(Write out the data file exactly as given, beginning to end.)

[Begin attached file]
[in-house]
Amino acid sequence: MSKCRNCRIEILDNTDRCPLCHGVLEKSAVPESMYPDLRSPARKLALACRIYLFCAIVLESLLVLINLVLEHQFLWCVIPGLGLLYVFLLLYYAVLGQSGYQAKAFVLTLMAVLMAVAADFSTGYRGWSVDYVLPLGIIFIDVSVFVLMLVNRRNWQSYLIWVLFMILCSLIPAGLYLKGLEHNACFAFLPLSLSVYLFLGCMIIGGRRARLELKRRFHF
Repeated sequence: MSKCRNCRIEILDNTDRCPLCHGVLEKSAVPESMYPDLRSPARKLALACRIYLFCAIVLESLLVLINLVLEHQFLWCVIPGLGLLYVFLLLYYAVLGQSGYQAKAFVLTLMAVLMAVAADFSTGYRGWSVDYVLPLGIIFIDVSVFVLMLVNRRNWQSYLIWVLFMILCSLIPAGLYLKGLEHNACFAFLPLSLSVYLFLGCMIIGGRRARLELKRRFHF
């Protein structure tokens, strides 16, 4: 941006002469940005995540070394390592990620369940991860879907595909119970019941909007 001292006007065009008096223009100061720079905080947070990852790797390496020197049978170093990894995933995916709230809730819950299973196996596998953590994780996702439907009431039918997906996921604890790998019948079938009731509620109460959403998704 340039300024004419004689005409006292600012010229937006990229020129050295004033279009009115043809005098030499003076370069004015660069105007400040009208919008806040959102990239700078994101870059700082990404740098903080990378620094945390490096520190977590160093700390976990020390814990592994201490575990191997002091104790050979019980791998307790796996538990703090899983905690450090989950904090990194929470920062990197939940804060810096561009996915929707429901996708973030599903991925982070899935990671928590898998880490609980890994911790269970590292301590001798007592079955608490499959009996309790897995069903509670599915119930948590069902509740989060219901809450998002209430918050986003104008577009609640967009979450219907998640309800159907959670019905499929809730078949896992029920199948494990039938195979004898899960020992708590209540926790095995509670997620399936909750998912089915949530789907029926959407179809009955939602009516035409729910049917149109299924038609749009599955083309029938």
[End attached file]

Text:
[in-house]
Amino acid sequence: MSKCRNCRIEILDNTDRCPLCHGVLEKSAVPESMYPDLRSPARKLALACRIYLFCAIVLESLLVLINLVLEHQFLWCVIPGLGLLYVFLLLYYAVLGQSGYQAKAFVLTLMAVLMAVAADFSTGYRGWSVDYVLPLGIIFIDVSVFVLMLVNRRNWQSYLIWVLFMILCSLIPAGLYLKGLEHNACFAFLPLSLSVYLFLGCMIIGGRRARLELKRRFHF
Repeated sequence: MSKCRNCRIEILDNTDRCPLCHGVLEKSAVPESMYPDLRSPARKLALACRIYLFCAIVLESLLVLINLVLEHQFLWCVIPGLGLLYVFLLLYYAVLGQSGYQAKAFVLTLMAVLMAVAADFSTGYRGWSVDYVLPLGIIFIDVSVFVLMLVNRRNWQSYLIWVLFMILCSLIPAGLYLKGLEHNACFAFLPLSLSVYLFLGCMIIGGRRARLELKRRFHF
């Protein structure tokens, strides 16, 4: 941006002469940005995540070394390592990620369940991860879907595909119970019941909007 001292006007065009008096223009100061720079905080947070990852790797390496020197049978170093990894995933995916709230809730819950299973196996596998953590994780996702439907009431039918997906996921604890790998019948079938009731509620109460959403998704 340039300024004419004689005409006292600012010229937006990229020129050295004033279009009115043809005098030499003076370069004015660069105007400040009208919008806040959102990239700078994101870059700082990404740098903080990378620094945390490096520190977590160093700390976990020390814990592994201490575990191997002091104790050979019980791998307790796996538990703090899983905690450090989950904090990194929470920062990197939940804060810096561009996915929707429901996708973030599903991925982070899935990671928590898998880490609980890994911790269970590292301590001798007592079955608490499959009996309790897995069903509670599915119930948590069902509740989060219901809450998002209430918050986003104008577009609640967009979450219907998640309800159907959670019905499929809730078949896992029920199948494990039938195979004898899960020992708590209540926790095995509670997620399936909750998912089915949530789907029926959407179809009955939602009516035409729910049917149109299924038609749009599955083309029938």